How to make more sales on your eCommerce website

Posted On 17/4/2023

According to a recent study, retailers are losing more than 45% of potential buyers due to inefficiencies in their website and operations.

Here are 10 points to consider when evaluating your current or future eCommerce website:

1. Pricing

The Internet allows shoppers to quickly compare prices. If you are in a competitive market, you need to make sure there is a good reason for your customer to visit and then stay on your website. Price in today’s economic climate can be one of the main factors for shoppers’ purchasing decisions; not the only one, but when using price comparison as a factor this can make all the difference. The competitiveness of your pricing can be an issue. The clarity of your website pricing is also extremely important. So make sure the design of your website clearly shows the price on each product and if there has been a reduction, again the design of the product information should make that clearly visible.

2. Product descriptions

These can sometimes be overlooked in favour of descriptions from manufacturers, often showing incomplete and inaccurate information. Again, this is attention to detail. Make sure your product descriptions are accurate and clearly written. The shopper does not want to be overloaded with information, but they do want to be able to access technical specifications, brochures if appropriate, and at the very least a description that supports the product images.

3. Product Photography

Again, relying on the manufacturer for photography can mean that your imagery is not the best it could be. It’s no different to running a physical store, you want the products you are selling on your website to look the best they can. If there are no decent photographs, get your product professionally shot, or you can purchase photography systems that are designed especially for merchants to help them take good looking product photography quickly and easily without being a David Bailey. You may have a large product range and it may take some time, but the end result will be a comprehensive catalogue that looks better than the competition – that may make all the difference. Once you have established a good regime of taking photographs the job becomes much easier when new ranges need to be added to your website.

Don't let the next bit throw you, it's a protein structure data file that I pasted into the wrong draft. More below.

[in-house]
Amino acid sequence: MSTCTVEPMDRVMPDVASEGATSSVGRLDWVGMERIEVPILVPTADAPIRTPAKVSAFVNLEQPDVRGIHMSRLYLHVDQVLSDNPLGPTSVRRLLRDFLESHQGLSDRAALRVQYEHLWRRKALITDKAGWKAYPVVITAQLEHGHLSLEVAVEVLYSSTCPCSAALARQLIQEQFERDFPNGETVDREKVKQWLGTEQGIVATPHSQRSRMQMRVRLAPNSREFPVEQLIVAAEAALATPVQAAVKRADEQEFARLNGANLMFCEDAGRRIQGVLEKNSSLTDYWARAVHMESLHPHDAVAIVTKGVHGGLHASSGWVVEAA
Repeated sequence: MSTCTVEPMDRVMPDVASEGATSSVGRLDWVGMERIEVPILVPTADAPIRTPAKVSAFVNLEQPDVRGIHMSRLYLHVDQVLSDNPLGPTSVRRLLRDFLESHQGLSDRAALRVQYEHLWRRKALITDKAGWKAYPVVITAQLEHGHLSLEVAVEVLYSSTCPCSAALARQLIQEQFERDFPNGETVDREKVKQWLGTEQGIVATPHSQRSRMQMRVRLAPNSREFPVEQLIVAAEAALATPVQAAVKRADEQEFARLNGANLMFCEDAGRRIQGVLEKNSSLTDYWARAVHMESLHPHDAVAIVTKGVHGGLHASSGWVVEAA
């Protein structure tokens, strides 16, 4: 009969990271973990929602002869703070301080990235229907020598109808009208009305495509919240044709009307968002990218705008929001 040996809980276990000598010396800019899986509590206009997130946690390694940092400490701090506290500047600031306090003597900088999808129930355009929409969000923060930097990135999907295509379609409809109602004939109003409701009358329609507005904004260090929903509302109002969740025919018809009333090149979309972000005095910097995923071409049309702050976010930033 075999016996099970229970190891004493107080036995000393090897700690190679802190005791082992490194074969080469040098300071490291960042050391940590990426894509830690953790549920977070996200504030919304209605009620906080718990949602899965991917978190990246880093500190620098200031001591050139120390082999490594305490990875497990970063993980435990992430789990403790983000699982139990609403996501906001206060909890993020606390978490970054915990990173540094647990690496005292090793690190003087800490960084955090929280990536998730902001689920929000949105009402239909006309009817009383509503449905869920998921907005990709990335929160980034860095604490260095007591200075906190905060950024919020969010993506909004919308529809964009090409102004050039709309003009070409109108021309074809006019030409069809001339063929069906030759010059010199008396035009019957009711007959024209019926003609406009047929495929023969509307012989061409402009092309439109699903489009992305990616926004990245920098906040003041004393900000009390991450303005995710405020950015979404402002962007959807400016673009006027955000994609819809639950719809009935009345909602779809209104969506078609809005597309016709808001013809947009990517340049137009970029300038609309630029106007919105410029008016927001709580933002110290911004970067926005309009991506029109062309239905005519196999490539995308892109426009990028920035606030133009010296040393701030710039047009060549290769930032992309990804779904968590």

4. Stock levels

Having stock levels that are inaccurate are worse than having no stock level at all. Getting stock information right down to the last item is very tricky even if you have a stock control system that is connected to your website. There can be issues with physical stock and the way it is managed within the warehouse. Ironically, showing stock levels down to the last item can put off a user ordering an item because of bad past experiences. Rather than showing actual stock levels, use a stock buffer for your website that then takes into consideration a reserve level of stock. However what you do about out-of stock items is just as important. When a product is out of stock, there may be a number of reasons for this; an out of stock message or a system for a shopper to be notified when the product is back in stock means that you keep in touch with the customer. The system can automatically email the link to the product so they can quickly order it.

5. Website features